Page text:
Saturday, April 02, 2022

Wildfire smoke exposure in early pregnancy affects infant monkey behavior


 News Release 1-Apr-2022
Peer-Reviewed Publication
University of California - Davis


Infant monkeys conceived while their mothers were naturally exposed to wildfire smoke show behavioral changes compared to animals conceived days later, according to a new study from researchers at the California National Primate Research Center at the University of California, Davis. The work is published April 1 in Nature Communications.  


 On assessment, the smoke-exposed infants showed increases in a marker of inflammation, a reduced cortisol response to stress, memory deficits and a more passive temperament than other animals, Capitanio said.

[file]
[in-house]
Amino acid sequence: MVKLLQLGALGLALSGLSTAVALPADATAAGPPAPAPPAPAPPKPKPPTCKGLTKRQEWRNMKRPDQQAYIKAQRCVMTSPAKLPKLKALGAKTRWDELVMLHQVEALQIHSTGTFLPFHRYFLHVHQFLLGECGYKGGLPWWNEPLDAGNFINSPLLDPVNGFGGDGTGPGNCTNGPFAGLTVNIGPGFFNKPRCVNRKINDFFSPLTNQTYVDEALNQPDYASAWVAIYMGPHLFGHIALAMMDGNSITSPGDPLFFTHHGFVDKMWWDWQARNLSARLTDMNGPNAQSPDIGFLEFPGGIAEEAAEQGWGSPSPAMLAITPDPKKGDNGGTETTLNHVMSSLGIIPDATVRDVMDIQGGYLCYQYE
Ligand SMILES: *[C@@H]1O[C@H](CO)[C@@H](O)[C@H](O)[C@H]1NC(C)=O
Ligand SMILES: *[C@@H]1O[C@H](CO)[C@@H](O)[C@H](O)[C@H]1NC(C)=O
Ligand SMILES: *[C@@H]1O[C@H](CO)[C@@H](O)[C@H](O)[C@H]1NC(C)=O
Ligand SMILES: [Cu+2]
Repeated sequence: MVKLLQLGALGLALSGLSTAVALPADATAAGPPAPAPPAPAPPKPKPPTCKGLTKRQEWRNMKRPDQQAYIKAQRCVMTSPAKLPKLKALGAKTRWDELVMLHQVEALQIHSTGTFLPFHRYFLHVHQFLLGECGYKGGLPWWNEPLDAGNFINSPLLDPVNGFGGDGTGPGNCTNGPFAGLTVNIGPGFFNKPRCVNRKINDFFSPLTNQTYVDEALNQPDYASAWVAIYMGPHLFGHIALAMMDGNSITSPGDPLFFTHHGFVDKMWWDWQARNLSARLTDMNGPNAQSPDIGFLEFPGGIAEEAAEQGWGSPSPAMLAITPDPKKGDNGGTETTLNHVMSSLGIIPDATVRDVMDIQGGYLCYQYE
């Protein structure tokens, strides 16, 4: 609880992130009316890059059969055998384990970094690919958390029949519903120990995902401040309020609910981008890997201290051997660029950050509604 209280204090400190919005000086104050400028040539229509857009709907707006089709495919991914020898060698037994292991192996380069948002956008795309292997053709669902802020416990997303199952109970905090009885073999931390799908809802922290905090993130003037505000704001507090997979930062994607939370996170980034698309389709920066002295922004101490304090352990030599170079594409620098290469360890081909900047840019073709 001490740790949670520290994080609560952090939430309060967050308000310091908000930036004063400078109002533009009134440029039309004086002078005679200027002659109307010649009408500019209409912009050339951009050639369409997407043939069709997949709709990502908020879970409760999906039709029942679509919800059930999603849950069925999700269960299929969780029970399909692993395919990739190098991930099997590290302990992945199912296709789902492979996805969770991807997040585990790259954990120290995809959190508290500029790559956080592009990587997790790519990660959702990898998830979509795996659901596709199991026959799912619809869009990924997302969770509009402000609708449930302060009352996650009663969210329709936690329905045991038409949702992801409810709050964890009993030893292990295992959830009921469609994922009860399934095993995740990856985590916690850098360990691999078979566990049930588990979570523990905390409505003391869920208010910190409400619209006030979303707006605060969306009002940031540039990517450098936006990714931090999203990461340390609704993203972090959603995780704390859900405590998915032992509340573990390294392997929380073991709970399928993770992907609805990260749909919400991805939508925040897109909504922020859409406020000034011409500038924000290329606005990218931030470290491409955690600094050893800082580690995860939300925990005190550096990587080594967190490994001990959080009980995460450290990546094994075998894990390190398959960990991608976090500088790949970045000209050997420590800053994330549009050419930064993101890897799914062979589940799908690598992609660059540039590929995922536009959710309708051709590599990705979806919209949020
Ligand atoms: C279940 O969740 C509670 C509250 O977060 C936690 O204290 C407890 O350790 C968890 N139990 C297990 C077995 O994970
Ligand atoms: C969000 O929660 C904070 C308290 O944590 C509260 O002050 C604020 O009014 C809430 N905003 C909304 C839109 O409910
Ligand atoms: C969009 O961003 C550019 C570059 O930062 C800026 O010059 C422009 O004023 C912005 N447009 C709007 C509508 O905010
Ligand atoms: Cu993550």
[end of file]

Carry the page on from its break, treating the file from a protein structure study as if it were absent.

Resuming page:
“It’s a mild effect across a variety of domains of psychological function,” Capitanio said. The effects are consistent with those found in studies of prenatal exposure to air pollution, he said. Comparison between the groups and with animals born in other years shows that the results are not due to the timing of conception (earlier versus later in the breeding season).


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